Canadian Multiculturalism Reflected In Poetry
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Published: Mon, 5 Dec 2016
It was in the autumn of 2007 when our teacher announced us that at our following meeting we were going to have a special guest, coming from Canada. It raised my attention the fact that our guest was a Romanian born Canadian poet and she was going to share with us her experience as a poet and, moreover, as a citizen in the multicultural Canada. This was how I first heard about Flavia Cosma.
She entered our class accompanied by our teacher and by one of her editors, carrying a heavy bag which proved to be crammed with books and told us that books represented her life. My first wonder was to hear her speaking in Romanian, especially after I had been told that she had been living in Canada since 1974. She took care to explain us that she would never cease thinking, writing and loving in Romanian. It appeared to me that tears were going to trickle on her face. This happened each time she was mentioning something about her native country or about her mother tongue, managing to transmit us her feelings. It was even more impressive to find out the circumstances that made her leave her country. Little by little she imparted us her entire story, showing that she was a perfect case to fit in the multicultural Canada.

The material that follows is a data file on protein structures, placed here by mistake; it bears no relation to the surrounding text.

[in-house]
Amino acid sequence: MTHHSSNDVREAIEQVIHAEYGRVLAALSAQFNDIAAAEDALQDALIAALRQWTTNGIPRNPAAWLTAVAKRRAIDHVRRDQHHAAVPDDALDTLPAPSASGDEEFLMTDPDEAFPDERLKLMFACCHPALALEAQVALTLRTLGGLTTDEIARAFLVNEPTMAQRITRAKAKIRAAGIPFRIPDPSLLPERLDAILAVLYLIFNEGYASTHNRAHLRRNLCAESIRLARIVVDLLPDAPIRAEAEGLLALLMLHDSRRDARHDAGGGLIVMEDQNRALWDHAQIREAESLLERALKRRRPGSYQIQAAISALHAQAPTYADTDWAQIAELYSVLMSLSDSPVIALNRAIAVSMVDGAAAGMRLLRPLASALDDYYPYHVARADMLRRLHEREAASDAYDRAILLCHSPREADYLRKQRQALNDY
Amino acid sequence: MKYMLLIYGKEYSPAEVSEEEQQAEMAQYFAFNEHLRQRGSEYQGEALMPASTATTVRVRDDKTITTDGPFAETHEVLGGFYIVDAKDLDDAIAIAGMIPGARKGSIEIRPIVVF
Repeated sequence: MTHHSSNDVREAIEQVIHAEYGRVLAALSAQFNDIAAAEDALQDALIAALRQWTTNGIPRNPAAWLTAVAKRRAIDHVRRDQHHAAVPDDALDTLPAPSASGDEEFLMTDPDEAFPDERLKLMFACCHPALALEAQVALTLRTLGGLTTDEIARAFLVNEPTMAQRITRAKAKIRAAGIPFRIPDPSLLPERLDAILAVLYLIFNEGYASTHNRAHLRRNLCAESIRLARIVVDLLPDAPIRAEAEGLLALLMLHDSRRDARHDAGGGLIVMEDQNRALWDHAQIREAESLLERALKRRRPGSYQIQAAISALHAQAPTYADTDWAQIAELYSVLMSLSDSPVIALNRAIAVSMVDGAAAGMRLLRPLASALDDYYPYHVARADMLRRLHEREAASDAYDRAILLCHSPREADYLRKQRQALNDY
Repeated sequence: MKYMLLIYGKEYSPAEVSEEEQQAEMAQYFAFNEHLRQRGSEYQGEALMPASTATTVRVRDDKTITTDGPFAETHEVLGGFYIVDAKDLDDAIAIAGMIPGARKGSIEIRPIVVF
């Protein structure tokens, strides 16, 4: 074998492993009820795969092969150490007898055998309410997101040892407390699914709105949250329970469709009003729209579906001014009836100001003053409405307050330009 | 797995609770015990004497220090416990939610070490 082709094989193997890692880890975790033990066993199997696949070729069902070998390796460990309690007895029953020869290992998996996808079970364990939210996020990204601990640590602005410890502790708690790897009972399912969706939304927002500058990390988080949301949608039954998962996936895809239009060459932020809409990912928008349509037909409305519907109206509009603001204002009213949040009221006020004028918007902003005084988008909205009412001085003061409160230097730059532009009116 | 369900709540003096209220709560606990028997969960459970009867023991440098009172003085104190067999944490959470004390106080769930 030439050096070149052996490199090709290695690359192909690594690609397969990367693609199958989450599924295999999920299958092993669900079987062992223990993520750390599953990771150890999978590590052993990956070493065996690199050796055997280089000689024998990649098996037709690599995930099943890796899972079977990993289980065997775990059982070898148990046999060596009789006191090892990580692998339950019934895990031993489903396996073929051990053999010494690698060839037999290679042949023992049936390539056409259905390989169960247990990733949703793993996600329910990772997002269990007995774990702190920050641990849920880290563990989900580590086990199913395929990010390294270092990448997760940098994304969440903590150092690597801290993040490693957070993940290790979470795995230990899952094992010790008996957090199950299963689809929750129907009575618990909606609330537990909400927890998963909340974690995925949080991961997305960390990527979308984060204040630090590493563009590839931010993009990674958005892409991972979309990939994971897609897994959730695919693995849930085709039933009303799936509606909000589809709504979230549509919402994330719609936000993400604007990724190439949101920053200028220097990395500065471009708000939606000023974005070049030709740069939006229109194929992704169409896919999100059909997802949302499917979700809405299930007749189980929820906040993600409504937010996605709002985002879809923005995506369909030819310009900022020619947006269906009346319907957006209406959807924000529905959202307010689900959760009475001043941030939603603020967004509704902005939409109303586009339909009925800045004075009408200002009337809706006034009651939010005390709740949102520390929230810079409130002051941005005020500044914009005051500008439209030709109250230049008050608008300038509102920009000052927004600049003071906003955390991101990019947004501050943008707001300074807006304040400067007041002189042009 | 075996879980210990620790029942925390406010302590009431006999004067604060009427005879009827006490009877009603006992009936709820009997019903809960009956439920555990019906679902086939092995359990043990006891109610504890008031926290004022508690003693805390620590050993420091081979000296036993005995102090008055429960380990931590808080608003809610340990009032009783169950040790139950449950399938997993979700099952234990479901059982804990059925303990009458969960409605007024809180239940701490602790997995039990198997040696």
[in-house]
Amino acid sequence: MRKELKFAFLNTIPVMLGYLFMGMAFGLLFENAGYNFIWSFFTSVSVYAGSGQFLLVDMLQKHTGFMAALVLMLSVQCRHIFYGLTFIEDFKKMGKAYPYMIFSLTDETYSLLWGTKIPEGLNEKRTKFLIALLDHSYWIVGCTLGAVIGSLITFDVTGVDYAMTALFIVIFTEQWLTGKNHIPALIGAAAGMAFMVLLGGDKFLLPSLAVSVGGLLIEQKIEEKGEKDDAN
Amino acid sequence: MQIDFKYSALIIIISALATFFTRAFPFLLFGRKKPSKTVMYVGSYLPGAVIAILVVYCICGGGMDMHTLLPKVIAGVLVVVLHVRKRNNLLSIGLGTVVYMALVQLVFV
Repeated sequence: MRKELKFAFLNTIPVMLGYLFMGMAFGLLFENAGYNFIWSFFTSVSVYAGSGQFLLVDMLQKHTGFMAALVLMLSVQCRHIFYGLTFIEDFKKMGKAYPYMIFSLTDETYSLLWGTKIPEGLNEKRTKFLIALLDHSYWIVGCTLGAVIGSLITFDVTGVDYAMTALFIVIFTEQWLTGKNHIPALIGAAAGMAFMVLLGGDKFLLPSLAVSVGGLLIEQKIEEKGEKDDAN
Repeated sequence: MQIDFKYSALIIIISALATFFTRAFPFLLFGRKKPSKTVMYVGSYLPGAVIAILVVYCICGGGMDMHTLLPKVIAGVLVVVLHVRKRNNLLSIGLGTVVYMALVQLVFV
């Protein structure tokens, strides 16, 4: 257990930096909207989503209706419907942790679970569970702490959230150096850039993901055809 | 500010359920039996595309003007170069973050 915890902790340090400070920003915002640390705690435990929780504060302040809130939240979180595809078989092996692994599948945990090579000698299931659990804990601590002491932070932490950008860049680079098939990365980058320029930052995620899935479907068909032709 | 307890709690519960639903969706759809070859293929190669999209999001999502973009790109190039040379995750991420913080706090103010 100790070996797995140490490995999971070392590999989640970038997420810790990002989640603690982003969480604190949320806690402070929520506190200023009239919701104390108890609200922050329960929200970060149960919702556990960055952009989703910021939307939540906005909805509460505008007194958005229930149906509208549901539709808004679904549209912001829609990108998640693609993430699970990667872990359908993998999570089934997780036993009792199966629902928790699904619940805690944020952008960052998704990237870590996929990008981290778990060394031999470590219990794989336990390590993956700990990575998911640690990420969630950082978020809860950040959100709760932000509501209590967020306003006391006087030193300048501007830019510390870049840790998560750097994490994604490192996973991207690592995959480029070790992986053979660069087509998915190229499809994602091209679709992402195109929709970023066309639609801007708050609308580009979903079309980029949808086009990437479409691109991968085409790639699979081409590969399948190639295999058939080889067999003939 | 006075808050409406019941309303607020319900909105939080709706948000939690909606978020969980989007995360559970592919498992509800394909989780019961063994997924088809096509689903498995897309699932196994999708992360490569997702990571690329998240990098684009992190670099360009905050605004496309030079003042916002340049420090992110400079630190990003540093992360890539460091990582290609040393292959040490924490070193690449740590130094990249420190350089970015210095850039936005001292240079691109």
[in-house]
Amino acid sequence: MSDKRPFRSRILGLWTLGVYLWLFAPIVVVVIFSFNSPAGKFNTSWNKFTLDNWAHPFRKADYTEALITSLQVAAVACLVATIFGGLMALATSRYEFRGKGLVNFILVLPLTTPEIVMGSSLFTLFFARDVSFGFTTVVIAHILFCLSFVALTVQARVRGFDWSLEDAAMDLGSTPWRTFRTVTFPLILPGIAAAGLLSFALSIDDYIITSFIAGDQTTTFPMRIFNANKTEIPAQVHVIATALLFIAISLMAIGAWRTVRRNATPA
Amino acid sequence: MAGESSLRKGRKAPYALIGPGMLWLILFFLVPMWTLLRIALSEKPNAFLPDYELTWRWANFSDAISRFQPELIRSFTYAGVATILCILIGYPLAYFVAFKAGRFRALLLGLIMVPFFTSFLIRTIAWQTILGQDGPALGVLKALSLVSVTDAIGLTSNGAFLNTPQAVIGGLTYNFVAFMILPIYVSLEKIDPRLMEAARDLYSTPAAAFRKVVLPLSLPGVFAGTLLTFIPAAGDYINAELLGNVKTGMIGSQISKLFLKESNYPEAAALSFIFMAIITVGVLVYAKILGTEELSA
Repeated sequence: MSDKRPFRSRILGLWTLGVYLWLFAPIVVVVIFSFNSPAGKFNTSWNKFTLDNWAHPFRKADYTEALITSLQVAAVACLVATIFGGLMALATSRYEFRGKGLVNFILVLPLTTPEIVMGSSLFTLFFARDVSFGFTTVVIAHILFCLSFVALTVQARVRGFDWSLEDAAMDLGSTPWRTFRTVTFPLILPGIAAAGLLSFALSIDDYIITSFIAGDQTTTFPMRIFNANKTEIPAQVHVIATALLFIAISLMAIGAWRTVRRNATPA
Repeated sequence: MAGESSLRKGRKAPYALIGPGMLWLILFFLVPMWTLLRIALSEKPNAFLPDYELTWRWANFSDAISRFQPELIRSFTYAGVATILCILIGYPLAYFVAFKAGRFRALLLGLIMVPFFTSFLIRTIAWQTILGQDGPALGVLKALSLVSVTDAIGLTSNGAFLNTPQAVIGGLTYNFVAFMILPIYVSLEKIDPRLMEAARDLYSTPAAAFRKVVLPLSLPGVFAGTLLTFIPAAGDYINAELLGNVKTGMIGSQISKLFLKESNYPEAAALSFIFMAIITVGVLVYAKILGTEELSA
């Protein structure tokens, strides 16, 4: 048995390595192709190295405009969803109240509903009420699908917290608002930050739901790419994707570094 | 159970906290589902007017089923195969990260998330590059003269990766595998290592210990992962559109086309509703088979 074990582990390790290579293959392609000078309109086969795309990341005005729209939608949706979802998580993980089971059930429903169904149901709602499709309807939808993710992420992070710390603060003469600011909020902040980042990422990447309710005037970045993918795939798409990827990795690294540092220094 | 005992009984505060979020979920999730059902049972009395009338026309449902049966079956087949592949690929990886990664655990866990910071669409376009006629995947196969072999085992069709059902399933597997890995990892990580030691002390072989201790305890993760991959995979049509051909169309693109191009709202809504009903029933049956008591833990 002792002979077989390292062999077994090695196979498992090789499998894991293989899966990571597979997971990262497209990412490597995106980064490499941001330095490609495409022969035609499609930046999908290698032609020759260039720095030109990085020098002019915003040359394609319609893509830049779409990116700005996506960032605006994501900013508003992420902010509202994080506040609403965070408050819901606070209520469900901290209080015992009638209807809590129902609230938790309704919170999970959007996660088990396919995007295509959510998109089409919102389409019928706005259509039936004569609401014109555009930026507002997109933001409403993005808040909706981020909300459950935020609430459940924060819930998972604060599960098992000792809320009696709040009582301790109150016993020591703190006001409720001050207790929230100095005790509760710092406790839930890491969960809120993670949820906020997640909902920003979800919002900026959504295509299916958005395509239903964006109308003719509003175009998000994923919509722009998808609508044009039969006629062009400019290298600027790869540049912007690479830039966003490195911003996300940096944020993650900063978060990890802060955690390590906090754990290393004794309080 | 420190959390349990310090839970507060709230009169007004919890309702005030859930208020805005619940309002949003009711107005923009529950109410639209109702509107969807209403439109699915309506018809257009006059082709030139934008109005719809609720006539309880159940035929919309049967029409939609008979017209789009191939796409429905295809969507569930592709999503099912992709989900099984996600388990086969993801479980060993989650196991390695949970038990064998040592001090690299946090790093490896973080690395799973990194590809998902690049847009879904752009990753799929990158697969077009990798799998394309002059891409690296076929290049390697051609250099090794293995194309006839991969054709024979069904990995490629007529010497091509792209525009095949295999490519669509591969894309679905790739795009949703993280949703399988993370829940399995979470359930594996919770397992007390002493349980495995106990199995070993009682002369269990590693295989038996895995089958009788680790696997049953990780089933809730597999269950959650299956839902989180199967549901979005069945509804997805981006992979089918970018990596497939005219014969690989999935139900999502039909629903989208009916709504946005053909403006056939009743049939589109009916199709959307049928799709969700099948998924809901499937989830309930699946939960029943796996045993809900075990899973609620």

As her life was thoroughly influenced by the social situation of Romania, in a period when she was afraid to make her writings public, Flavia Cosma is eager to promote around the world the policy of the country that offered her the help to become such a renowned poet. She praises Canada for giving her the hope and the confidence in her, as well as for offering her the chance to prove herself and her mother country her real value. At a time when her own country was oppressing her for writing in such an original way, a foreign country helped Flavia to become famous and backed her up almost unconditioned. Actually, the only thing that she had to do was to translate her work in English, which proved to be of great difficulty at the beginning.